Clinical examination of the lower leg, ankle and foot


Clinical examination of the lower leg, ankle and foot



Although the main question is the current problem – where the pain is now – it is best to try to obtain a chronological account, as summarized in Box 55.1. In order to work out the problem systematically, the questions asked should follow the order given below.

If there was an injury:

If there was no injury:

Sometimes there will be some evolution in degree and localization of pain, swelling and functional disability during the weeks or months after the onset.

The examiner should also find out what sort of treatment the patient has already had, and what the results were.

The present complaints should be investigated further:

Because foot disorders cause pain while the foot is performing its function, walking or running will always be the provoking activities:

Further questioning should establish whether there are ‘twinges’ or instability:

• Do you have twinges, and when? A twinge in the foot is a very important symptom. It is a sudden, sharp pain, mostly occurring during walking. It should always be differentiated from ‘giving way’. In a twinge, there is only momentary pain and not a feeling of instability. By the time the patient realizes it, the pain has disappeared. A twinge is very often an indication of a momentary impaction of a loose body in the ankle or subtalar joint. If localized in the forefoot, it can be a symptom of Morton’s metatarsalgia or sesamoiditis.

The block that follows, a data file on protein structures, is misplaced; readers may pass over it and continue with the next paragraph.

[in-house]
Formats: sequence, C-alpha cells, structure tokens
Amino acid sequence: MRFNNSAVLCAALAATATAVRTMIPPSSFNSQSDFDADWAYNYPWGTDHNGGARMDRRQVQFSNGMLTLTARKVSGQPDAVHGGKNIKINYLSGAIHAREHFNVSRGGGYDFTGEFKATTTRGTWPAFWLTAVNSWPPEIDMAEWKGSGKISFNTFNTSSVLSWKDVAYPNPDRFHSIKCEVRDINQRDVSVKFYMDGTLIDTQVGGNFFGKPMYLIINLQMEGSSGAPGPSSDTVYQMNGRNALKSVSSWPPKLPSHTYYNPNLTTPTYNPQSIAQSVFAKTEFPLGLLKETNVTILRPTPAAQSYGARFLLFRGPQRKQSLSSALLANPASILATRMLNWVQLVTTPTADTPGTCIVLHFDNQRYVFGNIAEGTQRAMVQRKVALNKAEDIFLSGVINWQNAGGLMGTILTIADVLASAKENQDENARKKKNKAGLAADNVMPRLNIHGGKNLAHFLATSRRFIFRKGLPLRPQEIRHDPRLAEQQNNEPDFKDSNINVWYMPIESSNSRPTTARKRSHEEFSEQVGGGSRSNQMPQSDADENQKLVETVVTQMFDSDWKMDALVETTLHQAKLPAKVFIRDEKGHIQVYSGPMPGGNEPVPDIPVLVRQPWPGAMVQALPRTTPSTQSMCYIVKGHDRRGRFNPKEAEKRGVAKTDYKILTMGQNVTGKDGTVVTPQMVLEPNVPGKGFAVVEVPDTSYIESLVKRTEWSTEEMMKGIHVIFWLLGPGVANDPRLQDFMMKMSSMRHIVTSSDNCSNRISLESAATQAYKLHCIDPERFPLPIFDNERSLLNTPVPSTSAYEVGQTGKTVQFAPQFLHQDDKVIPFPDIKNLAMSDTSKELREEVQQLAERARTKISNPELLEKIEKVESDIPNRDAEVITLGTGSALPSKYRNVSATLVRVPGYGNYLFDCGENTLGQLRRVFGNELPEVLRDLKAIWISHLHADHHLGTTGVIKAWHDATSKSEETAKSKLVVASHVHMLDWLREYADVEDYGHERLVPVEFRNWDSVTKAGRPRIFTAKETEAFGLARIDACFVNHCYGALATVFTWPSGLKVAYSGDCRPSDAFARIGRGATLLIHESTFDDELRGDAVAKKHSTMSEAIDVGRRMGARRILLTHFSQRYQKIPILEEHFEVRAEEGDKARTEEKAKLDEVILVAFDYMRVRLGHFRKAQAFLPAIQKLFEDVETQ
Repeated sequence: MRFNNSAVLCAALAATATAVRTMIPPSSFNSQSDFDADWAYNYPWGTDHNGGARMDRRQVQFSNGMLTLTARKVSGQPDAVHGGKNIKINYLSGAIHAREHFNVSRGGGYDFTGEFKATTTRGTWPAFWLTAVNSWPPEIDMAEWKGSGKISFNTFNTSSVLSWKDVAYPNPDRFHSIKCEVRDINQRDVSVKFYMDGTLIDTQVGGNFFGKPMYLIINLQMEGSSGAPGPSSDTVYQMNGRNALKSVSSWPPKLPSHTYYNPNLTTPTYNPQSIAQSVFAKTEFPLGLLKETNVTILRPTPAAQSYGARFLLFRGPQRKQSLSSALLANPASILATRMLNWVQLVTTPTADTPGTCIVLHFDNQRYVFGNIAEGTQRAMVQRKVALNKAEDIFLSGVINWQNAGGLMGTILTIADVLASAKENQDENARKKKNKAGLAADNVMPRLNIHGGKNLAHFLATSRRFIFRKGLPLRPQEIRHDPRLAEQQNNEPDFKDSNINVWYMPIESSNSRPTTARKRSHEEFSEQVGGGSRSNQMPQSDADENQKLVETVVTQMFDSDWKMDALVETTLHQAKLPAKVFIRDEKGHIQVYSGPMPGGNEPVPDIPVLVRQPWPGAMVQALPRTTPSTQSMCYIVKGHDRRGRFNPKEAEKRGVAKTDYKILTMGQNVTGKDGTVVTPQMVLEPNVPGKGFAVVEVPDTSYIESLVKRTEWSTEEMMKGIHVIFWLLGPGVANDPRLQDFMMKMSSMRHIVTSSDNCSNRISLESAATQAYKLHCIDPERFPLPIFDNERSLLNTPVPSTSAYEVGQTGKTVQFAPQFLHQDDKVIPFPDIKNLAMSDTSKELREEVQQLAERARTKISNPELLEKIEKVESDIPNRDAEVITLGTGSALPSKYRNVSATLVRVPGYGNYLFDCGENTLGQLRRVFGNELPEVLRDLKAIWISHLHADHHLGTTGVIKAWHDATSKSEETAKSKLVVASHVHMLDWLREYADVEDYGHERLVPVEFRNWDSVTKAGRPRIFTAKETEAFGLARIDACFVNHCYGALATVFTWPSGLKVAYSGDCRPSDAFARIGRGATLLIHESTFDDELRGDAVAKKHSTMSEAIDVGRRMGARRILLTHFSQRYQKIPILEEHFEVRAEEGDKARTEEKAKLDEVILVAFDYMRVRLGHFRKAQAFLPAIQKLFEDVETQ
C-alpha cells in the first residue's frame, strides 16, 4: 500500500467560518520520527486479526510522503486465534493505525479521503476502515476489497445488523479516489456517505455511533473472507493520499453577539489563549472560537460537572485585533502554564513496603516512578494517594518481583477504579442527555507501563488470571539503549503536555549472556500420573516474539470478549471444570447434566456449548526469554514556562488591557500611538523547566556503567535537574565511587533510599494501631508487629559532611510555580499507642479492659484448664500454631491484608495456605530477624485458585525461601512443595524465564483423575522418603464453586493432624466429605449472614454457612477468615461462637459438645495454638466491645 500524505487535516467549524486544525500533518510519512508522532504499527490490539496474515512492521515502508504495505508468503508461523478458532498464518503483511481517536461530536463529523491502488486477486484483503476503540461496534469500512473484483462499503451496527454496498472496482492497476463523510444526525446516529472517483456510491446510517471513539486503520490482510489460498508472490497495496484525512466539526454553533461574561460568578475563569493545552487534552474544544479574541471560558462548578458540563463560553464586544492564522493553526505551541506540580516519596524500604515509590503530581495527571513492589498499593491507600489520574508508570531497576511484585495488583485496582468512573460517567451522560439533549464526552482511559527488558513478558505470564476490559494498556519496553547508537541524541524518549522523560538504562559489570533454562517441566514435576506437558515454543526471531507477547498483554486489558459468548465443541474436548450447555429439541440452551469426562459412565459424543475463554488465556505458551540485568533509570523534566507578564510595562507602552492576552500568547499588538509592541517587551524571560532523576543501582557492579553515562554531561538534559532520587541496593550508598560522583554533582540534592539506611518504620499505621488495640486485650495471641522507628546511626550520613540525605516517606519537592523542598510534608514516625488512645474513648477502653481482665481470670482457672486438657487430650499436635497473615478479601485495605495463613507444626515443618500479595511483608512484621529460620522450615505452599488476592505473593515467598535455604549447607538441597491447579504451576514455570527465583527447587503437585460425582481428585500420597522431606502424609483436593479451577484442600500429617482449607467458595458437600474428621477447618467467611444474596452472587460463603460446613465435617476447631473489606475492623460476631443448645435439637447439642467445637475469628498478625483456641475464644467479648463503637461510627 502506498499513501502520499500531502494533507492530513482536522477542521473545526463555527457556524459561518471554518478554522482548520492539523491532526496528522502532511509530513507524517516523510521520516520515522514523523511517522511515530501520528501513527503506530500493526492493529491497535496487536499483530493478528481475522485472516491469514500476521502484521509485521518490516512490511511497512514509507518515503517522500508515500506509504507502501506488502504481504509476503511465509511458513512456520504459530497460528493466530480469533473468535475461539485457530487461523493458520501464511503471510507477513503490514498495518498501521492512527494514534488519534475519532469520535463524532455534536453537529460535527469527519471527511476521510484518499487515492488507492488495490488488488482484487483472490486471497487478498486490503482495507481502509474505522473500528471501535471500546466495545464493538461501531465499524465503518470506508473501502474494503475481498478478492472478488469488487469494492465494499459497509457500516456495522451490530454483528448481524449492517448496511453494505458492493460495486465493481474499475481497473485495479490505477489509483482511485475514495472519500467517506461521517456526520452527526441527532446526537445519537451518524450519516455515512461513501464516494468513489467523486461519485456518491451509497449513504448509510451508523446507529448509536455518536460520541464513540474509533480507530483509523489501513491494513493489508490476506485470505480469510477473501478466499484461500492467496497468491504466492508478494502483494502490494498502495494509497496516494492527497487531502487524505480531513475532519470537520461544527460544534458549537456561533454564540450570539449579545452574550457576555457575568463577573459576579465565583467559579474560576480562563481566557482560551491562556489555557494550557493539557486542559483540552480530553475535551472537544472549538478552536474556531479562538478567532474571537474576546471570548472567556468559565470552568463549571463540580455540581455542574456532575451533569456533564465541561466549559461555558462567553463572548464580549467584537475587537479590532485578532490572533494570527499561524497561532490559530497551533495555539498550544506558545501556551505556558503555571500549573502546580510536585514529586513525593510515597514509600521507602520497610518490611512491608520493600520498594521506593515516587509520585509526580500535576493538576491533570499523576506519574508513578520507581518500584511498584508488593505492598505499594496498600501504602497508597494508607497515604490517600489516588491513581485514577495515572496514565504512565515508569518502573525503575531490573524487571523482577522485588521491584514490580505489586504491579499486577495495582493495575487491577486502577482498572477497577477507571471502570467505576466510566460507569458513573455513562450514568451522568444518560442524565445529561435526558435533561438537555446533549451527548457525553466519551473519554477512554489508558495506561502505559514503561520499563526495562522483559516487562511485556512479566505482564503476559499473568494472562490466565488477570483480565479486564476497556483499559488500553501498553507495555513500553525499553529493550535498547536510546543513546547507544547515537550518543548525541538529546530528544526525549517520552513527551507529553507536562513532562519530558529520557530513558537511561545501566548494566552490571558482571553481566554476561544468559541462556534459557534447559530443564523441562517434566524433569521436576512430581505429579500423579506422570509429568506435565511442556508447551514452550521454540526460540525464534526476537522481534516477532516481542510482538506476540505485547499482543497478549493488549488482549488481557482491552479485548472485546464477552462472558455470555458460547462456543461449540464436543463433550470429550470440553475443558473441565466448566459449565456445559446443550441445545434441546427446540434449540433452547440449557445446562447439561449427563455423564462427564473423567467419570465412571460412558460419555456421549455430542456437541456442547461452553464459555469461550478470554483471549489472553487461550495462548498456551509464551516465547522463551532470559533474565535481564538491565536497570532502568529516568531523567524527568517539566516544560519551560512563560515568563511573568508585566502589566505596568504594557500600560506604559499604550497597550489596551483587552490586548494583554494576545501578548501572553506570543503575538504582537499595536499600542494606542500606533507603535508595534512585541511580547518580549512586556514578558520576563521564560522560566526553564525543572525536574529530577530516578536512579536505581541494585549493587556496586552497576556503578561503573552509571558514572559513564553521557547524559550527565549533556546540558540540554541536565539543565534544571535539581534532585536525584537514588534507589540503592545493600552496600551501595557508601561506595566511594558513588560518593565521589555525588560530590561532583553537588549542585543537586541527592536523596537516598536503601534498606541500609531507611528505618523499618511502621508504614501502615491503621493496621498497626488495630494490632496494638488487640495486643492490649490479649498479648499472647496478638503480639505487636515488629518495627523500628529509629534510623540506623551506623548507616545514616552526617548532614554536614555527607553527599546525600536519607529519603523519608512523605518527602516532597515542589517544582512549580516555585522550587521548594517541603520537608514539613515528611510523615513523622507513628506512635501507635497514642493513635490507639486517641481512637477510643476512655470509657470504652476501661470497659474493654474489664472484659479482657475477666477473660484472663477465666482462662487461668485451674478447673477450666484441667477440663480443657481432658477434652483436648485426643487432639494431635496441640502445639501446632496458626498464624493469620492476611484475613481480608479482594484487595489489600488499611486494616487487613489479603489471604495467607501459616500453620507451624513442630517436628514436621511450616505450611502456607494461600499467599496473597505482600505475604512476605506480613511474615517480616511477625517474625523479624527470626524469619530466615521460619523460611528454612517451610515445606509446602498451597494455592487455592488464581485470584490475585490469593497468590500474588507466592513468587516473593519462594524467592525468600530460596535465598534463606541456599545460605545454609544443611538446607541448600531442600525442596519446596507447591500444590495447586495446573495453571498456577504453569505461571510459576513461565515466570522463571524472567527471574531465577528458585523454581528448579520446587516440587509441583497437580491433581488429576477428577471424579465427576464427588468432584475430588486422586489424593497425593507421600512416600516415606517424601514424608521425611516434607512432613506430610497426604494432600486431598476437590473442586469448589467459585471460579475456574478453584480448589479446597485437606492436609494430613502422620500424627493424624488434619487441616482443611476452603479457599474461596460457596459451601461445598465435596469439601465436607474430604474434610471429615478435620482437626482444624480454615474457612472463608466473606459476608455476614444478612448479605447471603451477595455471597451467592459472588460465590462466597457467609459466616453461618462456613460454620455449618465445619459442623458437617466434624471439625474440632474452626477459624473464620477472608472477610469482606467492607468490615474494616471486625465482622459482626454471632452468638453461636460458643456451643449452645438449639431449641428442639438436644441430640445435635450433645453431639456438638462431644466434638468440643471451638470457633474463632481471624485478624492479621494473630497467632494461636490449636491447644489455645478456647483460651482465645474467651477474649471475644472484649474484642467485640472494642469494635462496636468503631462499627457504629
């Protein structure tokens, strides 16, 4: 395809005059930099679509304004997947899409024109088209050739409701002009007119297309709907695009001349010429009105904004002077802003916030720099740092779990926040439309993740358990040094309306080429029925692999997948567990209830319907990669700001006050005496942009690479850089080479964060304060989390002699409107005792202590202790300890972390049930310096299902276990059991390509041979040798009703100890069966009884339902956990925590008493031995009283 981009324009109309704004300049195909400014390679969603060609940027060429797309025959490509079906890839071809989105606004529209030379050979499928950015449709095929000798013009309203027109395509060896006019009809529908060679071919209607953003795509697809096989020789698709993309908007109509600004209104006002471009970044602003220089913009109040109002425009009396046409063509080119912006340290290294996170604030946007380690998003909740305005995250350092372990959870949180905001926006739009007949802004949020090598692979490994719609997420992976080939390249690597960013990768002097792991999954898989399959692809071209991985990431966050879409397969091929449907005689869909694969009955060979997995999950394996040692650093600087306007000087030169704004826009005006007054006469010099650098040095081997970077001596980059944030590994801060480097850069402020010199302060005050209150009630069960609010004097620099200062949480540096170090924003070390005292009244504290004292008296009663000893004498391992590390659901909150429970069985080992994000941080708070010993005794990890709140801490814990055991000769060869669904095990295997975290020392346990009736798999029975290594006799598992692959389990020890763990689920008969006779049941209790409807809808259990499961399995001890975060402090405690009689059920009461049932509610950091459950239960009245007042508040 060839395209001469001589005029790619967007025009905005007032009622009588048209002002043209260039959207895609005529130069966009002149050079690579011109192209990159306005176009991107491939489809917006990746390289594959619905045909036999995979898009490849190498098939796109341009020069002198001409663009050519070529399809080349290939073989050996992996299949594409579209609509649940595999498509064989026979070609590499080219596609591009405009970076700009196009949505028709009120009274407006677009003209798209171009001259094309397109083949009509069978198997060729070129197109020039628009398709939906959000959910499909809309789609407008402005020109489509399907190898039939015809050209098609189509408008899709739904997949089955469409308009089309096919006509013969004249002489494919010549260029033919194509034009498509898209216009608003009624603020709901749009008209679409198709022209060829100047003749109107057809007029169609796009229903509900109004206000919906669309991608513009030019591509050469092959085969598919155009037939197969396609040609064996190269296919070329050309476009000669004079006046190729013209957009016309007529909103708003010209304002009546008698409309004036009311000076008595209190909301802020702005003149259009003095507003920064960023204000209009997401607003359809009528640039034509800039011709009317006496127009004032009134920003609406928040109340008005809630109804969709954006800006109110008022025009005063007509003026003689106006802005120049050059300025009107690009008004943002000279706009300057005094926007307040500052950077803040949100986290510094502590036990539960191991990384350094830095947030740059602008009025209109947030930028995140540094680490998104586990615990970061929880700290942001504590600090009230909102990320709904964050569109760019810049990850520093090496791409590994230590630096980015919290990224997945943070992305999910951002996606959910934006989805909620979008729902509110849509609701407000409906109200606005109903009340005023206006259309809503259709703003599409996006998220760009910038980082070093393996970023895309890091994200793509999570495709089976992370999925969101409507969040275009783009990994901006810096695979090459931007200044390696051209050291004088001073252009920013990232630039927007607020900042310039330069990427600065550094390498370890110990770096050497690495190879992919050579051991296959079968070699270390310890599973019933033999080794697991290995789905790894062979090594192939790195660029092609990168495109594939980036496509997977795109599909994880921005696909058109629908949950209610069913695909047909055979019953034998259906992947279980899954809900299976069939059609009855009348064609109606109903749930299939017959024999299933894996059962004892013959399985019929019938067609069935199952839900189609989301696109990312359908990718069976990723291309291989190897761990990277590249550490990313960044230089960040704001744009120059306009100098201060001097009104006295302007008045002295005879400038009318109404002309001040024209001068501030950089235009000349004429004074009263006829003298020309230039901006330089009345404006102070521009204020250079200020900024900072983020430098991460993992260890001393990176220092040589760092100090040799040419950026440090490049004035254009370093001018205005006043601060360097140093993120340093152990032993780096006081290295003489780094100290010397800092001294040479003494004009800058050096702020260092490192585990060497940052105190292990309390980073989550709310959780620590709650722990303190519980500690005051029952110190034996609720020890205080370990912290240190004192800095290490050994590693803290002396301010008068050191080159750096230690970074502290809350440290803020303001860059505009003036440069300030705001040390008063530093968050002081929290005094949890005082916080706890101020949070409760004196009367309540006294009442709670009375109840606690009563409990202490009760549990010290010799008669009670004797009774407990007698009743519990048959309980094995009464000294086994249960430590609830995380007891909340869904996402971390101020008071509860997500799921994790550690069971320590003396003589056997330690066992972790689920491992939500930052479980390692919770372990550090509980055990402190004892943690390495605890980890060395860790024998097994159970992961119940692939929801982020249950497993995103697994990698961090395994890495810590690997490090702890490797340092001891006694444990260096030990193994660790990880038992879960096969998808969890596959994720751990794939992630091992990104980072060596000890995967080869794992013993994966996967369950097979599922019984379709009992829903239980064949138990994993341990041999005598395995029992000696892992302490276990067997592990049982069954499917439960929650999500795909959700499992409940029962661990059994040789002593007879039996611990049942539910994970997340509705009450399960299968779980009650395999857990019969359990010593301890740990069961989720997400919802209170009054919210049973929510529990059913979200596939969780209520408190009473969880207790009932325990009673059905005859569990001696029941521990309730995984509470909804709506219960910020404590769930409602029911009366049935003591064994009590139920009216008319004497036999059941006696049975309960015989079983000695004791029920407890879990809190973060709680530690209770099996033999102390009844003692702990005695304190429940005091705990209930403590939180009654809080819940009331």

• Do you have a feeling of instability? If so, describe it. Real instability of the ankle or foot is only important in sports. Normal walking or even running on a flat surface hardly ever causes a feeling of giving way. In the occasional case where this does happen, it is the result of neurological weakness of the peronei muscles, rather than of a ligamentous lesion.


Inspection is first made in a standing position. The shape of the legs is evaluated: valgus or varus deformity is checked. The normal intermalleolar distance should not exceed 5 cm. A slight outward rotation of the tibiae is normal, with an outward pointing of the toes of about 15°. Exaggeration of this outward rotation can be caused by short calf muscles and results in a restricted step during walking and running.

The shape of the feet in a standing position is studied next. At the calcaneus there can be a valgus or varus deformity.

The longitudinal arch of the foot is then estimated: a cavus deformity or a flat foot may be identified. At the mid-tarsal region the shape and regularity of the bones is inspected and, at the forefoot, special attention is paid to the existence of an insufficient anterior arch, hallux valgus, claw toes, hammer toes or metatarsus inversus.

After inspection in the standing position, it is sometimes advisable to check the patient’s gait and how the shoes have worn down.

Inspection in the supine-lying position gives information about contours, shape, atrophy, colour of the skin, swelling, oedema, haematoma, the condition of the skin and nails, and the existence of callosities.

Sometimes a second inspection in a standing position may follow the routine functional examination, when special attention should be paid to:

Jun 5, 2016 | Posted by in ORTHOPEDIC | Comments Off on Clinical examination of the lower leg, ankle and foot

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